A month ago, I bought a supply of the acids from a chemical supply house in Oregon. They ship by FedEx. No problem if you include your FFL copy with the order.
Neidner's formula works for rifles like the Remingtons, but I have my own formula developed over the last 50+ years that would be useless to you because they only work with my specific working conditions and on the specific steels I work with.
You will have to do some work on a buffer head to enable you to use the wire brush. It has to turn very slowly and you can't apply much inward pressure.
Slow rust blue is not for most gunsmiths. Some examples I have seen from well known shops are very poor examples of SRB. If you learn to use the hot water blues...that is, if you lose the instruction sheet and learn to use it by experimenting for a few years...you will obtain results identical to slow rust blue. In my opinion, some of those famous gunsmiths who listed the formlulas were carefully keeping their trade secrets; especially
Neidner.
So, here's the secret you asked for: Use iron pellets from the chemical supply house or look up some very old iron nails. Note that none of the formulas tells you how long to let the iron dissolve. This is the secret to success. You have to dissolve all of the iron to make a workable solution, and that may take a couple of days. You have to leave the crock outdoors, covered. If the night air is damp, you will run into trouble; the solution is best made in the summertime. If you can't wait, insulate the bottom, sides and top of the crock with styrofoam. You don't want water condensing in the acid. You know what that will do.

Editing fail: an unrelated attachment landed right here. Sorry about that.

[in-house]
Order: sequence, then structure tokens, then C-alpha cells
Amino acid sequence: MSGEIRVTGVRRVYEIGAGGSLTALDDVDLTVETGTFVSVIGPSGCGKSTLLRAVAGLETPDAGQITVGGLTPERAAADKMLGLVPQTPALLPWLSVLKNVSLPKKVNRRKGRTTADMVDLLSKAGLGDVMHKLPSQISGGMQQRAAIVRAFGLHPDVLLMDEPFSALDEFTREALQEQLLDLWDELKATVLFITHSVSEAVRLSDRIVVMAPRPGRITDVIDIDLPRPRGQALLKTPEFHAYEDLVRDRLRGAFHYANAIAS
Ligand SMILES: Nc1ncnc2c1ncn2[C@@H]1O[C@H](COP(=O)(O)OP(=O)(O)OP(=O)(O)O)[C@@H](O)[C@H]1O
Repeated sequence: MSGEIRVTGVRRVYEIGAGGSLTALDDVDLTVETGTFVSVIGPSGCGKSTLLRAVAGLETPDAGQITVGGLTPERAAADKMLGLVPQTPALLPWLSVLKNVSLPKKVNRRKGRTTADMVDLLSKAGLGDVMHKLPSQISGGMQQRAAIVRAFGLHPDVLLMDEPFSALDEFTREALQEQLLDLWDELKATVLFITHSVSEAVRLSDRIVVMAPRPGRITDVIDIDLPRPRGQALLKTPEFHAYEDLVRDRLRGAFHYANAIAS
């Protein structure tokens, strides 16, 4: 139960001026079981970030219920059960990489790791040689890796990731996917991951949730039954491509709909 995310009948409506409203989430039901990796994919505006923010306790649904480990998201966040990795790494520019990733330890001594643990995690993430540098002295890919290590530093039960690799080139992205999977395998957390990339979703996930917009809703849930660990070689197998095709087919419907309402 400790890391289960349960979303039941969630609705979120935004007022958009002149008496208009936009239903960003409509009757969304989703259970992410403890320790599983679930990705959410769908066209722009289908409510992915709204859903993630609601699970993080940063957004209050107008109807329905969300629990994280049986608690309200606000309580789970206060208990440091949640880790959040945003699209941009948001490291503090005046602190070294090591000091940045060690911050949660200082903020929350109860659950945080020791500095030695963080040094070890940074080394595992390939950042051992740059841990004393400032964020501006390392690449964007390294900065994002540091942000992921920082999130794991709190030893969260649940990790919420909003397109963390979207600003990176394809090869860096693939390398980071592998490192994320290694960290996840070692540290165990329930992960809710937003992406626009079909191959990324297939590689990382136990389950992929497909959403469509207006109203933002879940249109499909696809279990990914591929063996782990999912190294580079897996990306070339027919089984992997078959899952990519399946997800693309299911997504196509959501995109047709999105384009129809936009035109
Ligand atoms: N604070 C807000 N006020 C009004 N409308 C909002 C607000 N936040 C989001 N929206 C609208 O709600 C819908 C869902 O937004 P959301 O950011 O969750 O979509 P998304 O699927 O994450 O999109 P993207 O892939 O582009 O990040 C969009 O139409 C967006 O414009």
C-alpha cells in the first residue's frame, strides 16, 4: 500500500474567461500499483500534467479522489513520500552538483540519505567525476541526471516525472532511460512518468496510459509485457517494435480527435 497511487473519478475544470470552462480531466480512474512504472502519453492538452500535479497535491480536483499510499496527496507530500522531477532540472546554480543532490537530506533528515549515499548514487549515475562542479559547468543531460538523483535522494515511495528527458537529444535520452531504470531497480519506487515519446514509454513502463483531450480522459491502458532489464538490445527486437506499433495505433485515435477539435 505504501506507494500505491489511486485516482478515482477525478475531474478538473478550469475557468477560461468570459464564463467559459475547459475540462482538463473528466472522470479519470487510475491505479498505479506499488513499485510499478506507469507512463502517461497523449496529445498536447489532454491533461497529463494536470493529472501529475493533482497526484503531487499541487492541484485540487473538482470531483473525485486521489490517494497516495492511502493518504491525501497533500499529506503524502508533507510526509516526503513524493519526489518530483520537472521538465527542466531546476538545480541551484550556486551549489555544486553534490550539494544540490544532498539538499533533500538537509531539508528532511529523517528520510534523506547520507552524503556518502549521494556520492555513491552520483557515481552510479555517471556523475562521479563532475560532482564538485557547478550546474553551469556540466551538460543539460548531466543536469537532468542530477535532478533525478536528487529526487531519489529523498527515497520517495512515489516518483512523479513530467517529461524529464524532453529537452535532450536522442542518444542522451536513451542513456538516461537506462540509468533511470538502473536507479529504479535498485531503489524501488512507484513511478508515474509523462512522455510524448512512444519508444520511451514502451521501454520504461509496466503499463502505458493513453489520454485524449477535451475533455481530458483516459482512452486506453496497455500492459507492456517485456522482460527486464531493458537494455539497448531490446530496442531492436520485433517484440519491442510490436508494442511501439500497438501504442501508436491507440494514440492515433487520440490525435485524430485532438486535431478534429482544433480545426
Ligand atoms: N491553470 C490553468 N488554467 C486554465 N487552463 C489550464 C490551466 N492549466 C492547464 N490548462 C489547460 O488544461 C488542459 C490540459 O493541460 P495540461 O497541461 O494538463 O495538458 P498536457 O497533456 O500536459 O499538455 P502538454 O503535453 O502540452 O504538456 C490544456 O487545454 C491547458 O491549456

There you have it. Never say I didn't give you the secret you asked for.
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Old December 25, 2001, 02:34 AM   #9
RHarris
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I've been interested in this topic for a while now, but really haven't got much information about it yet. Can anyone provide some information or a link about every little step of the process form beginning to end? Can I make my own chemicals?